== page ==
Aaron Hernandez grew up in Connecticut with an abusive family, using football as a way to escape the negativity in his household. After a successful run with the NFL Patriots, Hernandez was convicted of murder.
Netflix released “Killer Inside: The Mind of Aaron Hernandez,” its newest true-crime documentary, on Jan. 15. It’s a vicious three-episode series discussing Hernandez’s life narrated by Hernandez’s friends, family and former teammates. Throughout the series, recorded voice calls from Hernandez provide a glimpse of his emotions from within jailhouse walls.
The show introduced the clashing duality within Hernandez — a gentle giant with a murderous ticking time bomb, derived from his abusive childhood household. It spans across his time as a star player in the NFL, to his death in his jail cell.
On April 15, 2015, the former Patriots tight end was convicted of murdering Odin Lloyd. He became nationally known as a villain for murdering Lloyd, which didn’t help clean up his reputation after his alleged murders of Daniel de Abreu and Safiro Furtado in 2012. With the help of a celebrity attorney Jose Baez, Hernandez was acquitted of the charges.
The series is an expansion of director Geno McDermott’s 2018 documentary “My Perfect World: The Aaron Hernandez Story.” It covers the same concepts, but the Netflix series dives deeper into Hernandez’s home life, the ups and downs of the NFL and his alleged hidden bisexuality.
Neighbors and his high school best friend appeared in the show and emphasized that his actions were a result of being bisexual, which directly corresponded to the dual life he had been living since childhood. He grew up with a strict father who would have never accepted his sexuality. After his father’s death, Hernandez’s professional football career didn’t allow him to be open about his sexuality.
It was later found that, after experiencing repeated head trauma, Hernandez developed Chronic Traumatic Encephalopathy, a brain condition that can change a person’s personality, mood and behaviors. In more severe cases, the condition can lead to violent impulses.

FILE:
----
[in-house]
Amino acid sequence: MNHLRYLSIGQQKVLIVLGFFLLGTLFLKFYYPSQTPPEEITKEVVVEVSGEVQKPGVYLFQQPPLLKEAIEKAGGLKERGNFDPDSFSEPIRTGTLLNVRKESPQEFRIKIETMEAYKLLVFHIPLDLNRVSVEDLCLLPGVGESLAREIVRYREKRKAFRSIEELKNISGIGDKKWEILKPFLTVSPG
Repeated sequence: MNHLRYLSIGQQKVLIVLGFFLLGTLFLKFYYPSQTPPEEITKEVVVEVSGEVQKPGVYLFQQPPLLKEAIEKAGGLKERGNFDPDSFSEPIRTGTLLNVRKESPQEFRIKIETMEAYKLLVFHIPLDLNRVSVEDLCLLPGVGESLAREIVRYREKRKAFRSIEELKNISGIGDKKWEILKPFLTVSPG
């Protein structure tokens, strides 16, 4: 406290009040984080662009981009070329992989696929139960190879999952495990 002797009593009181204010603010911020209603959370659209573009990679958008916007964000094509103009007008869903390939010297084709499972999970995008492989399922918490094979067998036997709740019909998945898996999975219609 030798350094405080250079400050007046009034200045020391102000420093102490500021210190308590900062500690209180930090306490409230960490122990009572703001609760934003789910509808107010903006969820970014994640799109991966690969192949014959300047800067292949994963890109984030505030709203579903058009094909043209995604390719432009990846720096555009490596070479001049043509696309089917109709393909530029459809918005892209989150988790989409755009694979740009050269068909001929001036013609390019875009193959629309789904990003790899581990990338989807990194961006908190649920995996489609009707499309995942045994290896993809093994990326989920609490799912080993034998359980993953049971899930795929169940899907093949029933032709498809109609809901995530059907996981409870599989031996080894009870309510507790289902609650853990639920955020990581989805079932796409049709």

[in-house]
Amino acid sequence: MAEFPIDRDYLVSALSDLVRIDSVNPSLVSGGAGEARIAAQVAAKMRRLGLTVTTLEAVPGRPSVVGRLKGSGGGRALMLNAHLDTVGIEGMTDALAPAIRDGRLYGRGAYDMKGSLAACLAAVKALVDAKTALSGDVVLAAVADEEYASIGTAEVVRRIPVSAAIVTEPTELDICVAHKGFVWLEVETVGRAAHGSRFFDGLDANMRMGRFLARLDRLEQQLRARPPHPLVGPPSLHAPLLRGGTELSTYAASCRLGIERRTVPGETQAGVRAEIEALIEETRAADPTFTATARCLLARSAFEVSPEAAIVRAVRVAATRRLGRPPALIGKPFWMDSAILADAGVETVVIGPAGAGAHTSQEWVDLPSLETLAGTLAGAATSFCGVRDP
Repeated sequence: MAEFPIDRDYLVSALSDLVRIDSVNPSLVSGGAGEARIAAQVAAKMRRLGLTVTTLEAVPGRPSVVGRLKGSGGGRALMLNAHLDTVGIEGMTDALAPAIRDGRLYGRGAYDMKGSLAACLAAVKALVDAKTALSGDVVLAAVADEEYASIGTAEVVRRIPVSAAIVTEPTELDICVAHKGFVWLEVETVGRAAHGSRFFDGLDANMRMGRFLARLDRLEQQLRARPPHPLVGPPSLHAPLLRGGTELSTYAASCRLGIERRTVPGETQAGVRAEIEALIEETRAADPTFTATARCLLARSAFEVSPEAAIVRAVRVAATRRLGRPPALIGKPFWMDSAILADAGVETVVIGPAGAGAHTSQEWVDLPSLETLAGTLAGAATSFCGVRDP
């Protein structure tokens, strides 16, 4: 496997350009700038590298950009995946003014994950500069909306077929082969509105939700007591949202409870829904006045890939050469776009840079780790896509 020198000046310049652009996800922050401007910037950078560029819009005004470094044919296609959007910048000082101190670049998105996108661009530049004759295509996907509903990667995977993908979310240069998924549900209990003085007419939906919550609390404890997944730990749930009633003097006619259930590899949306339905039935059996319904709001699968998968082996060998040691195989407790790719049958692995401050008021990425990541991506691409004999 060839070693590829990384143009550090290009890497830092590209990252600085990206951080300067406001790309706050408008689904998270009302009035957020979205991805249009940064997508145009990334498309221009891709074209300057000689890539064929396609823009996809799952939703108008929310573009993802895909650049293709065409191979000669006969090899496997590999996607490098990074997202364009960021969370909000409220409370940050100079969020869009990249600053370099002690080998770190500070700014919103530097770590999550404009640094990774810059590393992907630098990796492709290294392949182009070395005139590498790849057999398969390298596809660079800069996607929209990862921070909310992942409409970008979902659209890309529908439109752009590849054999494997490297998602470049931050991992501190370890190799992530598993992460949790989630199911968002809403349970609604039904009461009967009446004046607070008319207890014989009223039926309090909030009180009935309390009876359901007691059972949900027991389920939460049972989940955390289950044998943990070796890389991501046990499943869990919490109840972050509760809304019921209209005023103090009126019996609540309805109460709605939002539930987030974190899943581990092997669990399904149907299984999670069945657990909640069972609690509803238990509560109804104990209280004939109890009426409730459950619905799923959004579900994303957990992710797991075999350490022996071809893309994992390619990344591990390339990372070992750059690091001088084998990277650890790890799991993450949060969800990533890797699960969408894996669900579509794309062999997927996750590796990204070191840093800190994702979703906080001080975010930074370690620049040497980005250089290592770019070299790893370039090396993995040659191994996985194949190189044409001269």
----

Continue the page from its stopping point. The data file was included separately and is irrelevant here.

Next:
The dedication Hernandez had to his team and the NFL unfolds in “Killer Inside,” which depicts the exploitation and harshness of a professional sport. The series portrayed him as eager and talented, which made him a success on the field. Off the field was another story, depicting him as introverted without many friends on the team. He was painted as standoffish and hard to get along with. Because of this, he was able to live a double life many knew nothing about.
As the series continued to the final episode, Hernadez’s friends, family and acquaintances became stiff talking about his death. On April 19, 2017, Hernandez was found hanging by a bedsheet in his prison cell at Souza-Baranowski Correctional Center in Shirley, Massachusetts. There was no real answer or explanation as to why he took his own life, but the combination of multiple bad decisions and a broken upbringing indisputably contributed. The series’ creators left it up to the viewer to determine what kind of person Hernandez was. The show gave a variety of hardships in Hernandez’s life that could have contributed to his suicide, leaving the audience with many questions.
The upbringing and culture that surrounds a person can change and affect that person forever. “Killer Inside: The Mind of Aaron Hernandez” showed that even with talent, one’s upbringing can ruin everything.